The number of DNA searches in the US is likely to increase now that the FBI has given US law enforcement agencies access to a quick DNA identification system. The FBI has specifically approved the use of the RapidHIT ID DNA Booking System, which allows the police to collect, process, and match a DNA sample from an arrested individual in as little as 90 minutes.
The RapidHIT system comes courtesy of Thermo Fisher Scientific, and was designed primarily for law enforcement applications. It is compatible with many of the more popular DNA collection swabs, and requires only a single sample to carry out a match. In that regard, the FBI approval will allow police departments to search against the CODIS database stored as part of the US National DNA Index System (NDIS), which will dramatically expand the pool of potential hits whenever the police bring someone in to book them for a crime.
Law enforcement officers believe that the system will help solve both active and cold cases. The CODIS database includes DNA samples taken from older crime scenes, so the RapidHIT system could link an arrestee to one of those older cases, in addition to the case that led to their arrest.
Of course, that kind of DNA collection system would seem to raise obvious civil liberties concerns. Thermo Fisher stressed that the police can only collect DNA samples from eligible individuals, though different states have different eligibility laws. Some only allow the police to collect samples from those suspected of select crimes, while others allow them to collect samples from anyone arrested for a felony. Those samples are obtained prior to conviction, so the widespread use of RapidHIT will increase the number of people in federal DNA databases.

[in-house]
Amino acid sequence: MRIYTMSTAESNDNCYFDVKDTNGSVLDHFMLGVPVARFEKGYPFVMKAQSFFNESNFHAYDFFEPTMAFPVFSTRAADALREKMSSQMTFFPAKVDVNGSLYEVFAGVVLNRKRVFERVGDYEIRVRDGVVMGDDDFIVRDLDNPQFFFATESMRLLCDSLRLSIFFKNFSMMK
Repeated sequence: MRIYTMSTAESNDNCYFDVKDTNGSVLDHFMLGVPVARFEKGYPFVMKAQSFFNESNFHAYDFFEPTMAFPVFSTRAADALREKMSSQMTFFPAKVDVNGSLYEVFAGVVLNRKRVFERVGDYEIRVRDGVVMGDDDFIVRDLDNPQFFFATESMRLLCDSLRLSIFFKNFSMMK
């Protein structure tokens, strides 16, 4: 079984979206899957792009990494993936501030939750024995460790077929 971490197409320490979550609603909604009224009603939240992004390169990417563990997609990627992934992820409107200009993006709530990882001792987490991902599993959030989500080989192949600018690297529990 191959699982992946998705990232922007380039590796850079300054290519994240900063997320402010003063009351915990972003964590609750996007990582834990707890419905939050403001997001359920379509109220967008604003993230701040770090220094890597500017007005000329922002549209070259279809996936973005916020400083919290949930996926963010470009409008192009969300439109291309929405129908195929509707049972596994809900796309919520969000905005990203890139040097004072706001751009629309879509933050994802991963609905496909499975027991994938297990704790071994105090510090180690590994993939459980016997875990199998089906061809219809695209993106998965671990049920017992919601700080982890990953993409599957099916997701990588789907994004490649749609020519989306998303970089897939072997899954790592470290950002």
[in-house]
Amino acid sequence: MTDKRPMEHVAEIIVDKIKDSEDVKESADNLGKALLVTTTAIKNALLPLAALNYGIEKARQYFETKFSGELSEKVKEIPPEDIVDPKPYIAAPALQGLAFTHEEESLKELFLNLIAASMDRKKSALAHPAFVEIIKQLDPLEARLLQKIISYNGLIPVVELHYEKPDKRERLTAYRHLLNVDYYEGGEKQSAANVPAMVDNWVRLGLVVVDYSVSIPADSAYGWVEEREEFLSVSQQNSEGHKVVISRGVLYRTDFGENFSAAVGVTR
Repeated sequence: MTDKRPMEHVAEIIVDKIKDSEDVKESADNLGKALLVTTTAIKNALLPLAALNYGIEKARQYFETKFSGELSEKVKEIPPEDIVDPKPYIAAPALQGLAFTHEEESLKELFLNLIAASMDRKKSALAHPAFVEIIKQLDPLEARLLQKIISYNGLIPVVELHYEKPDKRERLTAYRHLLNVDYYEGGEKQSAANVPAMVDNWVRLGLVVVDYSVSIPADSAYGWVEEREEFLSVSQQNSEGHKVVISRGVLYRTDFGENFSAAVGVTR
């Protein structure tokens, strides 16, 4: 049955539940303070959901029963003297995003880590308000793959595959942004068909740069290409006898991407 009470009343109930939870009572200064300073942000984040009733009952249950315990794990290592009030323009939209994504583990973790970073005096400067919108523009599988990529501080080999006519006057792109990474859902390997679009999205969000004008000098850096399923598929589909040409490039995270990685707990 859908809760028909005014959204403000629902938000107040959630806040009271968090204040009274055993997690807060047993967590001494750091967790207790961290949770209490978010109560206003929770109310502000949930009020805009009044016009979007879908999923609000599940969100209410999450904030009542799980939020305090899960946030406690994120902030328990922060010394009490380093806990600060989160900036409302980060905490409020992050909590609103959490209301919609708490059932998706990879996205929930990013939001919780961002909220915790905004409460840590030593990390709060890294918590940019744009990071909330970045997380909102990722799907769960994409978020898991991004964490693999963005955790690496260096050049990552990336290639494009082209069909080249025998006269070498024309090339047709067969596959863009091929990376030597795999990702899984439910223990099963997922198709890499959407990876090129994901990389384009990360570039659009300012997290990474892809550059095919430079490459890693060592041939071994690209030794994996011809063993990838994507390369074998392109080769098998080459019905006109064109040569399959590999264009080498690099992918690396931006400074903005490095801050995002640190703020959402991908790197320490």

Thermo Fisher has previously supplied China with the DNA collection kits needed to build a massive biometric database. The RapidHIT system, meanwhile, comes with built-in auditing and reporting features, and will automatically delete some information in accordance with FBI guidelines. Even so, the Electronic Frontier Foundation has argued that the police should not be able to conduct DNA searches without a proper warrant.
Source: Homeland Security Today
July 19, 2021 – by Eric Weiss